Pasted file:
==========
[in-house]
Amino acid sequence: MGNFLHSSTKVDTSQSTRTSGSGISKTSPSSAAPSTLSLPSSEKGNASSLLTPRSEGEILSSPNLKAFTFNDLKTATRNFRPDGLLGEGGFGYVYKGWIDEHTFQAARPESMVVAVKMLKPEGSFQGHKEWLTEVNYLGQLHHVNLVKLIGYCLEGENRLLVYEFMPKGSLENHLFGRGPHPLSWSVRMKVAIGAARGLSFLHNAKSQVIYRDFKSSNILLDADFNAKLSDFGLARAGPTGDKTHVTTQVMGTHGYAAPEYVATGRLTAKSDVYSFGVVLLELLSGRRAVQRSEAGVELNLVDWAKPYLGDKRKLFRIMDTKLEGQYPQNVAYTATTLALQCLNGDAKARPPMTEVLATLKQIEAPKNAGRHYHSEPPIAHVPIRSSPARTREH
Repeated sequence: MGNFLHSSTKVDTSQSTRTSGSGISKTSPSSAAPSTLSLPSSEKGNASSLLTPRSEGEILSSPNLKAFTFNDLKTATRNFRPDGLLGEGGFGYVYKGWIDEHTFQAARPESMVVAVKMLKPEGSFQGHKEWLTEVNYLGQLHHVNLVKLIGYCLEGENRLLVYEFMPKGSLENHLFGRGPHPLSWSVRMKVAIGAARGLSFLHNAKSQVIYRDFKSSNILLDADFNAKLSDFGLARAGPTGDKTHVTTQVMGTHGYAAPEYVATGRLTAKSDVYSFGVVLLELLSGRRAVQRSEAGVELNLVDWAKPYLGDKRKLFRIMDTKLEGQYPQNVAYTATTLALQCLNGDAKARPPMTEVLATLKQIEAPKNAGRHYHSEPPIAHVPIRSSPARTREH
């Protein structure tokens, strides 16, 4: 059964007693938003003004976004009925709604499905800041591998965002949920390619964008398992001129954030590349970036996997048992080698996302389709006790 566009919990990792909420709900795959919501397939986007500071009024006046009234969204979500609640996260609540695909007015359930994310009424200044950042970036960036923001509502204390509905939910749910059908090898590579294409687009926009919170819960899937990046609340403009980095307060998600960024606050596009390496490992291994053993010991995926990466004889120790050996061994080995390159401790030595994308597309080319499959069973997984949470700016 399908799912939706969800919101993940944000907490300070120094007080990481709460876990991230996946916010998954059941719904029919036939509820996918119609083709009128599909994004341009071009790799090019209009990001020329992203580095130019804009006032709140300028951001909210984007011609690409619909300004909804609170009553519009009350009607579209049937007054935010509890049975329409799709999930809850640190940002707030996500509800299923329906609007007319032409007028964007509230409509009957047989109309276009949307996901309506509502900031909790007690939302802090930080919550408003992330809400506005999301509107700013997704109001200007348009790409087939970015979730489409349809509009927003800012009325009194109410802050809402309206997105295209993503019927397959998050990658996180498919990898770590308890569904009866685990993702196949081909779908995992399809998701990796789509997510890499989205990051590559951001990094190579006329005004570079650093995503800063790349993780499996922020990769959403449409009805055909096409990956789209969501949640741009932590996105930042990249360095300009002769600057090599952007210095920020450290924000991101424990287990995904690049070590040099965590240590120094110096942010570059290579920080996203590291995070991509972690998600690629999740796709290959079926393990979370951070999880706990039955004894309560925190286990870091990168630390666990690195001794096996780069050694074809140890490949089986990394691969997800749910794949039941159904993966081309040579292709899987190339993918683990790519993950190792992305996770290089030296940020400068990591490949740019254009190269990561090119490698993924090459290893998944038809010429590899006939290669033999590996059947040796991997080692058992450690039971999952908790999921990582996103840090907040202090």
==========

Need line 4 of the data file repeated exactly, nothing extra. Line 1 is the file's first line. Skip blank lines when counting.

């Protein structure tokens, strides 16, 4: 059964007693938003003004976004009925709604499905800041591998965002949920390619964008398992001129954030590349970036996997048992080698996302389709006790 566009919990990792909420709900795959919501397939986007500071009024006046009234969204979500609640996260609540695909007015359930994310009424200044950042970036960036923001509502204390509905939910749910059908090898590579294409687009926009919170819960899937990046609340403009980095307060998600960024606050596009390496490992291994053993010991995926990466004889120790050996061994080995390159401790030595994308597309080319499959069973997984949470700016 399908799912939706969800919101993940944000907490300070120094007080990481709460876990991230996946916010998954059941719904029919036939509820996918119609083709009128599909994004341009071009790799090019209009990001020329992203580095130019804009006032709140300028951001909210984007011609690409619909300004909804609170009553519009009350009607579209049937007054935010509890049975329409799709999930809850640190940002707030996500509800299923329906609007007319032409007028964007509230409509009957047989109309276009949307996901309506509502900031909790007690939302802090930080919550408003992330809400506005999301509107700013997704109001200007348009790409087939970015979730489409349809509009927003800012009325009194109410802050809402309206997105295209993503019927397959998050990658996180498919990898770590308890569904009866685990993702196949081909779908995992399809998701990796789509997510890499989205990051590559951001990094190579006329005004570079650093995503800063790349993780499996922020990769959403449409009805055909096409990956789209969501949640741009932590996105930042990249360095300009002769600057090599952007210095920020450290924000991101424990287990995904690049070590040099965590240590120094110096942010570059290579920080996203590291995070991509972690998600690629999740796709290959079926393990979370951070999880706990039955004894309560925190286990870091990168630390666990690195001794096996780069050694074809140890490949089986990394691969997800749910794949039941159904993966081309040579292709899987190339993918683990790519993950190792992305996770290089030296940020400068990591490949740019254009190269990561090119490698993924090459290893998944038809010429590899006939290669033999590996059947040796991997080692058992450690039971999952908790999921990582996103840090907040202090």